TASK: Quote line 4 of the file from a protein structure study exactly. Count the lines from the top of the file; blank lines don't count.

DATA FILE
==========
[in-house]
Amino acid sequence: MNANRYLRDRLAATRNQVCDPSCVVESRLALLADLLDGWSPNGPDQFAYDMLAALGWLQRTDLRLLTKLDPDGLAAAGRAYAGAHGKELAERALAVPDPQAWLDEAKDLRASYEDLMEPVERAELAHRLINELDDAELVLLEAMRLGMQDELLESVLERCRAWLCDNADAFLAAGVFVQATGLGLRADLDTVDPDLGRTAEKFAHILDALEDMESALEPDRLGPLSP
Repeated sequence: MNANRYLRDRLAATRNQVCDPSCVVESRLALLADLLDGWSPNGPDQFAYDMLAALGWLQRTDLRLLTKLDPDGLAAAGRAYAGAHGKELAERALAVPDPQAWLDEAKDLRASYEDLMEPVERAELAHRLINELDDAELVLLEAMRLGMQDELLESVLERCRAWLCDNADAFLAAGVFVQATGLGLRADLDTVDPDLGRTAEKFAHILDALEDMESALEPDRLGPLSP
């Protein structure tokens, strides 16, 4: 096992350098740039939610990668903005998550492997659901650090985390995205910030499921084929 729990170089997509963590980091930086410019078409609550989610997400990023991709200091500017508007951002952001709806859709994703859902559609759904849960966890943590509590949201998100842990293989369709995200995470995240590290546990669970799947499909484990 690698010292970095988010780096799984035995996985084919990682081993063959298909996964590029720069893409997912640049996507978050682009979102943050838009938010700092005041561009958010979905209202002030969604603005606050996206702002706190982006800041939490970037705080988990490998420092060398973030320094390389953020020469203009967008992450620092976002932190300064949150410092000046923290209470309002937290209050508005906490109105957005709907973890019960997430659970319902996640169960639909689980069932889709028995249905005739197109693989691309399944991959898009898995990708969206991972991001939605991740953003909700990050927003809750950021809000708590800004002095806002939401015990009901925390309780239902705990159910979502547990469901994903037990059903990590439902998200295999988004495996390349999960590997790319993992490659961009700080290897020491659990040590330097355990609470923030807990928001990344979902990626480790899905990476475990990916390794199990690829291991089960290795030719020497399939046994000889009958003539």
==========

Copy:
């Protein structure tokens, strides 16, 4: 096992350098740039939610990668903005998550492997659901650090985390995205910030499921084929 729990170089997509963590980091930086410019078409609550989610997400990023991709200091500017508007951002952001709806859709994703859902559609759904849960966890943590509590949201998100842990293989369709995200995470995240590290546990669970799947499909484990 690698010292970095988010780096799984035995996985084919990682081993063959298909996964590029720069893409997912640049996507978050682009979102943050838009938010700092005041561009958010979905209202002030969604603005606050996206702002706190982006800041939490970037705080988990490998420092060398973030320094390389953020020469203009967008992450620092976002932190300064949150410092000046923290209470309002937290209050508005906490109105957005709907973890019960997430659970319902996640169960639909689980069932889709028995249905005739197109693989691309399944991959898009898995990708969206991972991001939605991740953003909700990050927003809750950021809000708590800004002095806002939401015990009901925390309780239902705990159910979502547990469901994903037990059903990590439902998200295999988004495996390349999960590997790319993992490659961009700080290897020491659990040590330097355990609470923030807990928001990344979902990626480790899905990476475990990916390794199990690829291991089960290795030719020497399939046994000889009958003539």